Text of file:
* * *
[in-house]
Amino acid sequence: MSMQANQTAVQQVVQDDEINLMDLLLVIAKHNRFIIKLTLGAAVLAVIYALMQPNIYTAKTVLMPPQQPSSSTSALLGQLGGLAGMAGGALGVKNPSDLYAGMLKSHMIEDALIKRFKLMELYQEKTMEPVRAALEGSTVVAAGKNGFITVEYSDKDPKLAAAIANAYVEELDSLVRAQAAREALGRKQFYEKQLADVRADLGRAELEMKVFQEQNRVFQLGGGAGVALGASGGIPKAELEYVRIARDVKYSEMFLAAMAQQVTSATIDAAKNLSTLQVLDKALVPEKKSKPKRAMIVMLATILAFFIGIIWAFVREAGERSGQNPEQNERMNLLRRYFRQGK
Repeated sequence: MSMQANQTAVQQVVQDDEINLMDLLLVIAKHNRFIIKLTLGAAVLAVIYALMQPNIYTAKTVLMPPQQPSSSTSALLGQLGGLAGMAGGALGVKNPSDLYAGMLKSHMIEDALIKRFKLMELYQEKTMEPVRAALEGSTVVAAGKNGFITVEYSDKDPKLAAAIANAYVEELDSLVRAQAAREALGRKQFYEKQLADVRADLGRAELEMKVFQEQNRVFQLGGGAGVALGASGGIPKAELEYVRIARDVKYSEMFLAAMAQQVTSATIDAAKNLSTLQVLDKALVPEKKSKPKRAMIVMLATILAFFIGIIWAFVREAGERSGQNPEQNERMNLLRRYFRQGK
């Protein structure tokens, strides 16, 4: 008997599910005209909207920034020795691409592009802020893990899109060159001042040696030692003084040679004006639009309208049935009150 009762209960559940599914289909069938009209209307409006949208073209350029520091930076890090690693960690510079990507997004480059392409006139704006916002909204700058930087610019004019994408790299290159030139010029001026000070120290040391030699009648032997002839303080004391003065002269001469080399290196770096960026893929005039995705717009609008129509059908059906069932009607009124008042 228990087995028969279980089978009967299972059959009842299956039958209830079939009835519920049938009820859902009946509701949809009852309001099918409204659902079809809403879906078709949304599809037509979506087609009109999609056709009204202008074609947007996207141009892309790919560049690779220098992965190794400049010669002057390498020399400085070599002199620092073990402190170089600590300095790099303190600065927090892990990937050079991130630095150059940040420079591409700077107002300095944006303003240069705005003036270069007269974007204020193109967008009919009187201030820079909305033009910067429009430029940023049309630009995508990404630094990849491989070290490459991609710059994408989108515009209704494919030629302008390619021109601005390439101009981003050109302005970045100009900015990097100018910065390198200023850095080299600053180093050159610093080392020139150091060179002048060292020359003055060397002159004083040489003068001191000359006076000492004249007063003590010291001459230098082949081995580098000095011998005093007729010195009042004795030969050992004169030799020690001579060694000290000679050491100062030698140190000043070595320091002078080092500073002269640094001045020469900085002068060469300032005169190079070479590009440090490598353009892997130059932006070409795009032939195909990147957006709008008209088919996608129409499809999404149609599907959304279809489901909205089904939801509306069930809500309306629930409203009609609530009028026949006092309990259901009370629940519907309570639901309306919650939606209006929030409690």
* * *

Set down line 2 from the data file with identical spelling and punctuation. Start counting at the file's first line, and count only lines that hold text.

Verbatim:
Amino acid sequence: MSMQANQTAVQQVVQDDEINLMDLLLVIAKHNRFIIKLTLGAAVLAVIYALMQPNIYTAKTVLMPPQQPSSSTSALLGQLGGLAGMAGGALGVKNPSDLYAGMLKSHMIEDALIKRFKLMELYQEKTMEPVRAALEGSTVVAAGKNGFITVEYSDKDPKLAAAIANAYVEELDSLVRAQAAREALGRKQFYEKQLADVRADLGRAELEMKVFQEQNRVFQLGGGAGVALGASGGIPKAELEYVRIARDVKYSEMFLAAMAQQVTSATIDAAKNLSTLQVLDKALVPEKKSKPKRAMIVMLATILAFFIGIIWAFVREAGERSGQNPEQNERMNLLRRYFRQGK